One of the more recent additions to the Boston classical scene, the youthful Discovery Ensemble, founded and directed by Courtney Lewis, romanticized while raising the roof at least a few times and raising questions at others. Their appearance at Sanders Theatre on Thursday evening, March 17, in “Three Faces of Romanticism: Music of Wagner, Schreker and Schumann” received squalls of applause amid hoots and whistles from a noticeably small, loyal following.
When, in fact, were the roof’s rafters raised? The fifth and final movement of Robert Schumann’s Symphony No. 3 in E-flat Major, Op. 97, the “Rhenish,” danced as directed—Lebhaft, lively. Lewis himself danced on the podium. The potential of the orchestra, not to be questioned at this point as they responded in every way to their conductor, found Schumann, with his off-beat pulsing and quicksilver, always catchy, quirkiness; and they gave it everything they had. It could be said that, albeit it shouldn’t be that way, the moment was worth the wait.
Much of the time, poetics of these various faces of Romanticism eluded the director, though not altogether; rather, just often missing that edge that raises listening to feeling, that step, sometimes ever so small, we look for in our musical experience. Not so the lighter sides of the Germans. The orchestra came fully to life in the not-so-serious sections of the one-movement Chamber Symphony of Austrian composer Franz Schreker (1878-1934). Harp and string strumming set the tone for the winds in their attractive, childlike playfulness.
Are they ready, though, for Harvard’s big space in Cambridge, or is it somewhat premature for this fledging “chamber orchestra that draws together forty of the finest performing musicians in Boston,” all of whom are bracingly quite young? Certainly the prestige and acoustics of Sanders is inviting.
It might be that word has not yet made its way around despite having received positive reviews here in the Boston Musical Intelligencer as well as elsewhere. While that remains to be seen, one still has to wonder how many performance organizations of this kind Boston is capable of sustaining. Will Discovery Ensemble be able to carve a niche for itself in the coming years that will find a larger listenership? When will we know the results of their endeavors to cultivate tomorrow’s audiences from inner-city schools? Are such efforts being tracked?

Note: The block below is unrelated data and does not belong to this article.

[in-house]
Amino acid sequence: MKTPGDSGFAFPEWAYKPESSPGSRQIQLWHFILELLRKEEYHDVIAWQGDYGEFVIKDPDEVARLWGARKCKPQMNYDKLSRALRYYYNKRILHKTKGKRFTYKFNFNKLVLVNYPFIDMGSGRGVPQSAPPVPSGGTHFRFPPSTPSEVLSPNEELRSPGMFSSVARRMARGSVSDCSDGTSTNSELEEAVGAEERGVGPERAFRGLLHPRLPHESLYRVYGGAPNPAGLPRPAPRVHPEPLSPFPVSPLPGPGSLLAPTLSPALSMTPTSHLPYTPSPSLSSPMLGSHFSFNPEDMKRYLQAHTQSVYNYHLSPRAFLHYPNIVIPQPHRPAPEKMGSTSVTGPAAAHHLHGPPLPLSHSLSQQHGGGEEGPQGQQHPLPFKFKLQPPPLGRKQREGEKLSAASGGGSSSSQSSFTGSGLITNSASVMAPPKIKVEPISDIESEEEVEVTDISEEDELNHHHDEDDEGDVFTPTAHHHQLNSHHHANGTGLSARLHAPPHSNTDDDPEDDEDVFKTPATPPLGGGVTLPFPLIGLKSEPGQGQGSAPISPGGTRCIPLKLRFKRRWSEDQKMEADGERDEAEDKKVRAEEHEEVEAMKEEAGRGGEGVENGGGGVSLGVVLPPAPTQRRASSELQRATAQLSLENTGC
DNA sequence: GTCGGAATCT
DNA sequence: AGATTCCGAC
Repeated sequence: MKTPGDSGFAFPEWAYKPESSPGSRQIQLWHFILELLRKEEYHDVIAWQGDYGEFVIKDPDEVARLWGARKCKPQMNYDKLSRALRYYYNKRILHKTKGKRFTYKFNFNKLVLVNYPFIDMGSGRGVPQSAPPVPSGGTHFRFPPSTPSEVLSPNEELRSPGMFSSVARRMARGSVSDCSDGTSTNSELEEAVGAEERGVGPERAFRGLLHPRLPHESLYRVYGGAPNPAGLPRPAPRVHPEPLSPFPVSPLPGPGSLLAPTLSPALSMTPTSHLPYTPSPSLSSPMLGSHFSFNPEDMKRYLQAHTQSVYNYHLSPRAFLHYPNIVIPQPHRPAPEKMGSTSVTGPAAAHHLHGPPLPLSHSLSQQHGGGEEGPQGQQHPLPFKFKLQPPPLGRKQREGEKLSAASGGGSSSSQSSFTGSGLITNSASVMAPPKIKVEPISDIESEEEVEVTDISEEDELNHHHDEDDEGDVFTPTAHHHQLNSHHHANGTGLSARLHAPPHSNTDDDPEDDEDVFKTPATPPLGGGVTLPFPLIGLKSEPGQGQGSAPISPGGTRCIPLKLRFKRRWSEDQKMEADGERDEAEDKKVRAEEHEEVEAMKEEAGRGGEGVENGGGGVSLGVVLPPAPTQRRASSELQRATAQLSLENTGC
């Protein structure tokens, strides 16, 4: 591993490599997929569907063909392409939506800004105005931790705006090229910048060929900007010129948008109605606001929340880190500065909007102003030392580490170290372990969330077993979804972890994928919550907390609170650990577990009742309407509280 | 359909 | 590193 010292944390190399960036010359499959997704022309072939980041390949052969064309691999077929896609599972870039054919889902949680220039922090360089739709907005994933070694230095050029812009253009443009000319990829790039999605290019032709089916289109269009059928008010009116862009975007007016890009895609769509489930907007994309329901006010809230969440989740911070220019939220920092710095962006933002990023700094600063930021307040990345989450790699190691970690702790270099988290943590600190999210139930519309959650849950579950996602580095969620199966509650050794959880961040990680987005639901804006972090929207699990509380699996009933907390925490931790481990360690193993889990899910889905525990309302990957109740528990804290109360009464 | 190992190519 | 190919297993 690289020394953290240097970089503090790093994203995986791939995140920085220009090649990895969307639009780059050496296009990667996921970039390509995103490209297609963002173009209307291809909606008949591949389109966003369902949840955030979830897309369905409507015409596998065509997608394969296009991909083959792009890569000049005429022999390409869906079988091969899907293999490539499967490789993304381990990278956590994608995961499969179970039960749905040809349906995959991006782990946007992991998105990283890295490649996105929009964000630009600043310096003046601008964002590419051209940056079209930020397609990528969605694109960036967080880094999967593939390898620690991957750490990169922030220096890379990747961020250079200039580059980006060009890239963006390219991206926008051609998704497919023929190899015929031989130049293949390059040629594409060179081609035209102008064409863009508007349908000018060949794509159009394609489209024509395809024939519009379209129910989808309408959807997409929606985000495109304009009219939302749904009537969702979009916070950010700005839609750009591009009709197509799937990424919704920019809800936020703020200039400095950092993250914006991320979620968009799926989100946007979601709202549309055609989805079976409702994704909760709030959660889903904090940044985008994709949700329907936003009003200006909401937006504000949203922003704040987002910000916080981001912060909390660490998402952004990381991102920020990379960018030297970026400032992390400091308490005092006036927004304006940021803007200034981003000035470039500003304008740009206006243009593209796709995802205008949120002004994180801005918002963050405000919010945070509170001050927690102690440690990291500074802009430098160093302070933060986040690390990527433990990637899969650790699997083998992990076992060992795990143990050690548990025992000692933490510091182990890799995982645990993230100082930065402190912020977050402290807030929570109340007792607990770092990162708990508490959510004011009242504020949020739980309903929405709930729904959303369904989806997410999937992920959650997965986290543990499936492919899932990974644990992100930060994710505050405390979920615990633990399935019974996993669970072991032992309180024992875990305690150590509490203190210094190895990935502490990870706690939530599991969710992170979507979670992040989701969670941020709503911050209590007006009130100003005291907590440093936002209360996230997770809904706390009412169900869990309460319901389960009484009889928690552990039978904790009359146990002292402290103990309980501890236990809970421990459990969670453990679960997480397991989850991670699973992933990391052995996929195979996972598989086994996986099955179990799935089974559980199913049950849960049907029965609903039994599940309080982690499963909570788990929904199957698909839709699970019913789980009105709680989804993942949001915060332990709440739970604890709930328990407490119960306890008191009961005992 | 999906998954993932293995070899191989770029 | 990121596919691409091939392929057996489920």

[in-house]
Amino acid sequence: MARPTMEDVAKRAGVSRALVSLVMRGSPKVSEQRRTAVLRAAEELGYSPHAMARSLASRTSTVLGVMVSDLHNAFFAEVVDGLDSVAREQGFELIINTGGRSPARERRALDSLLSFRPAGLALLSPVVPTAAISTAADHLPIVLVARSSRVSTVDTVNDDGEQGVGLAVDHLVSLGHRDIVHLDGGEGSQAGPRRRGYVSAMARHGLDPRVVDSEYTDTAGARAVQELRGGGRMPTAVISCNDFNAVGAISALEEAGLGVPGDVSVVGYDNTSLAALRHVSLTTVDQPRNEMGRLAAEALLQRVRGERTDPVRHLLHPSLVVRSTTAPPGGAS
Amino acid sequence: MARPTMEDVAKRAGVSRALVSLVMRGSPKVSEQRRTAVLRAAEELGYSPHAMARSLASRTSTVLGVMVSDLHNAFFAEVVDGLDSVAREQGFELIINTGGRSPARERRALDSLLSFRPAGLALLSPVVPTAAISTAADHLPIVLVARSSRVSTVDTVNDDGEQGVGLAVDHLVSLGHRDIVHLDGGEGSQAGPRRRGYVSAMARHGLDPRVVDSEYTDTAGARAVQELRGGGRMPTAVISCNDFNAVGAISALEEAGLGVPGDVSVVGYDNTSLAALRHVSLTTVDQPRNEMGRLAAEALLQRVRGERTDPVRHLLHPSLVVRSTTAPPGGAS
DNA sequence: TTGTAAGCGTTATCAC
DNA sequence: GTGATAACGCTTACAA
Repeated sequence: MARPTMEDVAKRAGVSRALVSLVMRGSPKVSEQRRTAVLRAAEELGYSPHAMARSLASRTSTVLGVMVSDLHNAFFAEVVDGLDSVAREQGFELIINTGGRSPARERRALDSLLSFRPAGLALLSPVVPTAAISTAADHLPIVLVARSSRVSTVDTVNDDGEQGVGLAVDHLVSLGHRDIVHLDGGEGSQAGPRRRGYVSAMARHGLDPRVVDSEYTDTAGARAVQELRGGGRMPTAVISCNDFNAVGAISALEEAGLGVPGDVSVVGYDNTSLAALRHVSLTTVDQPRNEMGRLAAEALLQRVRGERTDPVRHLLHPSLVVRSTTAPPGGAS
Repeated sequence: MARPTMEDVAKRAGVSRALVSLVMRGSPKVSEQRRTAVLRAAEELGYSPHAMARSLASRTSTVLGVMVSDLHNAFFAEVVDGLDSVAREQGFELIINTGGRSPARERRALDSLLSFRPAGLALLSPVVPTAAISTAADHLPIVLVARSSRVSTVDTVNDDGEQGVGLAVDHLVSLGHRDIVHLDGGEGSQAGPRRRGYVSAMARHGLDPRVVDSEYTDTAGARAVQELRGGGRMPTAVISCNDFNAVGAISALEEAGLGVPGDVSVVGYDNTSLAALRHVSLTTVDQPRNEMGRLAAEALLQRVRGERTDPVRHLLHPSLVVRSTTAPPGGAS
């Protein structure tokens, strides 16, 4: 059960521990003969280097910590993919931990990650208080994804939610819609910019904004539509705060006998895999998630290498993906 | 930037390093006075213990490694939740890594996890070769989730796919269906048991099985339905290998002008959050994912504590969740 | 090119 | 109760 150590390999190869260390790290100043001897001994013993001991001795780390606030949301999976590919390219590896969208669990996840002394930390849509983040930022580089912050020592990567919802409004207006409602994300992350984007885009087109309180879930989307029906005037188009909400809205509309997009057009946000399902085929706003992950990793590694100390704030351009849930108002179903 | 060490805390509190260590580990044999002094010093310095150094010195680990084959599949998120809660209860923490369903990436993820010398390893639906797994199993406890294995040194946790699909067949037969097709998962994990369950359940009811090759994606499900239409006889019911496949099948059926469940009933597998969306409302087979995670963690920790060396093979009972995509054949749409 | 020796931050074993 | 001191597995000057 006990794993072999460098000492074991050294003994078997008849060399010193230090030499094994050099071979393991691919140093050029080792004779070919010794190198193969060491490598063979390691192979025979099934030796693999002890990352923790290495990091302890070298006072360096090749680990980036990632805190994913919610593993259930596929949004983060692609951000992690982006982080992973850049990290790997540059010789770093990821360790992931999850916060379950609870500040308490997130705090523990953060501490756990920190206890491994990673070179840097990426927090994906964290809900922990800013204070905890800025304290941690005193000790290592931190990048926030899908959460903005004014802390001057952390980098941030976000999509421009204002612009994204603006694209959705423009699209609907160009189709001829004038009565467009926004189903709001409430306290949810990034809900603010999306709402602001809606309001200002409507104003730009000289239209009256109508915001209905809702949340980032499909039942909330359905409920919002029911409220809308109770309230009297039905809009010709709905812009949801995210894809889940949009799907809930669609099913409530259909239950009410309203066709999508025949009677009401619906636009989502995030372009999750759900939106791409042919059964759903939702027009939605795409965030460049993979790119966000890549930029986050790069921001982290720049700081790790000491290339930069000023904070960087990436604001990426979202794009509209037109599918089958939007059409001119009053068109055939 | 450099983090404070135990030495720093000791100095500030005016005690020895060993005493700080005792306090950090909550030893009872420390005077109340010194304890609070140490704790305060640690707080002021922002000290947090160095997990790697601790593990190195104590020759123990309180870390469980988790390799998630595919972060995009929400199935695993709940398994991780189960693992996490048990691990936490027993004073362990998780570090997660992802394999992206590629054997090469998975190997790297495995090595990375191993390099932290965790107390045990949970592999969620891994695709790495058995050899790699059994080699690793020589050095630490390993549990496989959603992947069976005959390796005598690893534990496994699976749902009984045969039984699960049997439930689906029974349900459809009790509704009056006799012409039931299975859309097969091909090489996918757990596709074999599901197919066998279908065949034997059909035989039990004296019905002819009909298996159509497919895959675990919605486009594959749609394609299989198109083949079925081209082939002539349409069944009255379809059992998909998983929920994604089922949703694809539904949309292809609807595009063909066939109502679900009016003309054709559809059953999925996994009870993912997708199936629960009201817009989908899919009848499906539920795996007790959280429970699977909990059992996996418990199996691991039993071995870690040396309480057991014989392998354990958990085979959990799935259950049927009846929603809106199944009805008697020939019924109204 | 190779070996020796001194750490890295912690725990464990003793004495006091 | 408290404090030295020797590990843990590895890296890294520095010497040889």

“Three Faces of Romanticism” did, to its credit, expose Schreker’s music, relatively unknown. Along with the two well-known faces, their programming follows a typical formula around these days. Another even bigger challenge (an ongoing one for years even for the Boston Symphony Orchestra), continues to be that of audience development and, more particularly, the matter of cutting across generations. As one critic put it, speaking about both A Far Cry and Discovery Ensemble, their appeal is not directed to Boston’s “sober” audiences. What on earth could he have meant? Has he forgotten the likes of, say, the New England Conservatory Philharmonia, or what the energetic and young conductor Frederico Cortese has been bringing to the Boston classical musical scene?
Discovery Ensemble is, after all, in its formative years. The forty players, who seem to be 20-something, are certainly accomplished, dedicated performers to the very last one. Seasoned enough? That is harder to determine from last night’s concert, which was the first time I had heard them. German Romanticism from talented Courtney Lewis found discipline over feeling. In Wagner’s Siegfried Idyll — his well-known dedicatory music to his wife, Cosima — Lewis over-achieved the softer dynamic markings in the score, denying richness to the strings. His whole approach, careful in considerable detail, kindled little emotion in but a few of the exuberant passages. For the young conductor, those poignant, speechless passages, the quiet long-held harmonies recurring throughout simply became resting places.